Ivor Bryce to Ian Fleming

23rd October 1959

"So far as making a profit is concerned, I’m personally of the opinion that we have a financial winner in this film, whether done in colour or monochrome, so long as we have a couple of good stars, though J. de B. should remember, I think, that Bond must be an Englishman.

With Kevin as producer, X as Director, Aman perhaps as manager, Whittingham as script writer and you as general energiser, assisted as much as possible by me, I don’t see why the vehicle shouldn’t roll".

Ian Fleming to Ivor Bryce

24th October 1959


Kevin McClory to Ivor Bryce

Jack’s normal fee reduced on the understanding that this would be the first of a series of Bond screenplays. (See reference to first James Bond screenplay 27th October).

27th October 1959

Agreement drawn up between Xanadu Production and Jack Whittingham to complete first James Bond Screenplay later to be entitled "THUNDERBALL".

10 November 1959

Whittingham outline with temporary title "James Bond of the Secret Service"

24th November 1959

Jack meets with Ian Fleming in New York and is introduced to Ivor Bryce

26th November 1959

Contract signed between Jack & Kevin on behalf of Xanadu for 5,000. Jack assigns all rights "of whatsoever nature" in Thunderball to Kevin McClory.

7th December 1959

Kevin registers Thunderball title

December - February 1960

THUNDERBALL (Original title "LONGITUDE 78 WEST") the first ever James Bond screenplay completed by Jack Whittingham.

5th February 1960

Ernest Cuneo calls to ask if Jack has been paid yet and asked that the screenplay be sent to him direct instead of to Kevin and was negative about Kevin. They were getting nervous about having Kevin as Producer.

15th February 1960

Screenplay completed and re-titled THUNDERBALL
Nervousness continues about Kevin McClory as producer..


Messrs Saltzman & Broccolli enter scene.

Summer 1960

Unaware of any production problems, Jack writes a second draft of the screenplay.

28th October 1960

Fleming assigns Thunderball to Trustees – Glidrose Productions.

19th December 1960

Agreement signed between Glidrose & Jonathan Cape for Thunderball book rights.

21st March 1961

Injunction sought against Jonathan Cape publishers by Kevin McClory & Jack Whittingham fails in attempt to prevent forthcoming "Thunderball" novel debut.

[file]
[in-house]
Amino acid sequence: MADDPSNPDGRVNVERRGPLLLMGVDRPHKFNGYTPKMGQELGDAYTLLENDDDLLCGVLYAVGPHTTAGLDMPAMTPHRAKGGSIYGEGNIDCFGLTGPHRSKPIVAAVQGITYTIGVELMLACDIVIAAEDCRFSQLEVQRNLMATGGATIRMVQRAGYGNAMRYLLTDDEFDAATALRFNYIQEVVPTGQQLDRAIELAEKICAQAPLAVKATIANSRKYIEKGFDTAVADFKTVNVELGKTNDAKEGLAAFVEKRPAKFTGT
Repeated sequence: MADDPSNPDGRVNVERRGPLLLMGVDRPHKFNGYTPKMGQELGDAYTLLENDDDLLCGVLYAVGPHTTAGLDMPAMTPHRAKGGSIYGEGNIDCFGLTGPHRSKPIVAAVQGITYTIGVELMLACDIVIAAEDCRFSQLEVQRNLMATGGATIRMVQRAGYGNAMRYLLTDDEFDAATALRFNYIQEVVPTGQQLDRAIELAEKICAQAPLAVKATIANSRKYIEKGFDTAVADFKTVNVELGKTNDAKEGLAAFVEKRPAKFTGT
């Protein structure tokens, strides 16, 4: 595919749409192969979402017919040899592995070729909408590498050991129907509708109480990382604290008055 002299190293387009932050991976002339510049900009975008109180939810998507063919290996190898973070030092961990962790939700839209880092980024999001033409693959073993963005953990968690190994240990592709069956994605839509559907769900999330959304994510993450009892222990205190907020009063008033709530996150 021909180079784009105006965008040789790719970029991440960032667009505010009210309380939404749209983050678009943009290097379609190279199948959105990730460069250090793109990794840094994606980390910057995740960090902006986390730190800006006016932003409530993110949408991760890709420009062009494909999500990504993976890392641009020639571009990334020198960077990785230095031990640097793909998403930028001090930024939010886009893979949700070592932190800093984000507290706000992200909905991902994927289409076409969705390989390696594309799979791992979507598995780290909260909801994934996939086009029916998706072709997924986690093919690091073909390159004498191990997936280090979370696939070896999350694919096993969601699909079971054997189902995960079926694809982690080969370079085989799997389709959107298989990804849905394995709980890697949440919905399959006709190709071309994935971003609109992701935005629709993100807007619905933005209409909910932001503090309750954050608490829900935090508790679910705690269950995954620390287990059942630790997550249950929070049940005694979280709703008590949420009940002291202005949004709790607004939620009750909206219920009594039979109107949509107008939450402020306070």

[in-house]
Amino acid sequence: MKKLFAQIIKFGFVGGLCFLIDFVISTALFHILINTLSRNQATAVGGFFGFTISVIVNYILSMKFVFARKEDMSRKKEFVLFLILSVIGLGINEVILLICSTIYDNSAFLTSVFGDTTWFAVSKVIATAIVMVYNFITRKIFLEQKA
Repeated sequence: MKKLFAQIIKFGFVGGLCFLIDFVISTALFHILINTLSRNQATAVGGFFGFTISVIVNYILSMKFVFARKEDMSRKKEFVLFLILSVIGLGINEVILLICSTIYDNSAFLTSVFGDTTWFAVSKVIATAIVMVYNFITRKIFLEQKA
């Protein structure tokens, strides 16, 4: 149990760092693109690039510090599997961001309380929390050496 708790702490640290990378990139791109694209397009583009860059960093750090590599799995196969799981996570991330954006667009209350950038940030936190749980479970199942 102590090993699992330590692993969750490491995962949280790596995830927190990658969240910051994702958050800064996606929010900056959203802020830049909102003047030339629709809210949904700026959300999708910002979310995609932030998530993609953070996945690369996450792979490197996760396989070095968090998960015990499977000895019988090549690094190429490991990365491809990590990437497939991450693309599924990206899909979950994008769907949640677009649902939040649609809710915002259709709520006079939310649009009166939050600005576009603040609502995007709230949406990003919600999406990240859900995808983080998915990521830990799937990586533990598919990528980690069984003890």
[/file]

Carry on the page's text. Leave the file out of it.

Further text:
27th March 1961

Fleming publishes Thunderball novel plagiarising Jack’s screenplayThunder Ball Book Coveron over 200 pages with no acknowledgements.

6th -10th May 1961

Letters of concern between Whittingham & Fleming – both suffering from heart attacks.

June 1961

Movie deal completed with Saltzmann & Broccoli

18th August 1961

First Richard Maibaum version of Thunderball hastily withdrawn.

"Actually, Cubby Broccoli, in his autobiography, When the Snow Melts, discusses this at some length. Originally, Broccoli, Saltzman, and Fleming all thought Kevin (and your father, although he is not mentioned by those I spoke to) would likely settle the matter. Maibaum’s script was withdrawn when everyone realized the matter would not be settled quickly. Maibaum also wrote about the first Thunderball script for Esquire magazine in 1965".(John Cork)

4th September 1961

Jack’s daughter, Sylvan Whittingham, starts 1st job as assistant secretary to Oswald Hickson, Collier & Co where Peter Carter-Ruck is Senior Partner. Shortly after McClory & Whittingham engage Peter Carter-Ruck to act for them in their case against Fleming.


1st official Richard Maibaum screenplay of Doctor No (written in 1961, with re-drafts by Berkeley Mather and Joanna Harwood
(and an unaccredited Wolf Mankowitz)

20th November 1963


At Chancery Division of the High Court, London. Initially McCLORY & WHITTINGHAM v FLEMING & BRYCE Then McCLORY solo with WHITTINGHAM as principal witness



Jack & Margot at Law Courts   

3rd December 1963

Case settled after 10 days in court. Due to brilliantly & meticulously prepared 999 document case by top copyright lawyer, Peter Carter-Ruck, Peter Carter-Rucka settlement was reached on this potentially lengthy trial and Kevin McClory was awarded film rights to ‘THUNDERBALL’ and 50,000 damages. Kevin abandons Jack Whittingham and eventually goes into production with Broccoli & Saltzman. He received a sole producer credit; Broccoli & Saltzman [who do produce] take a ‘presented by’ credit.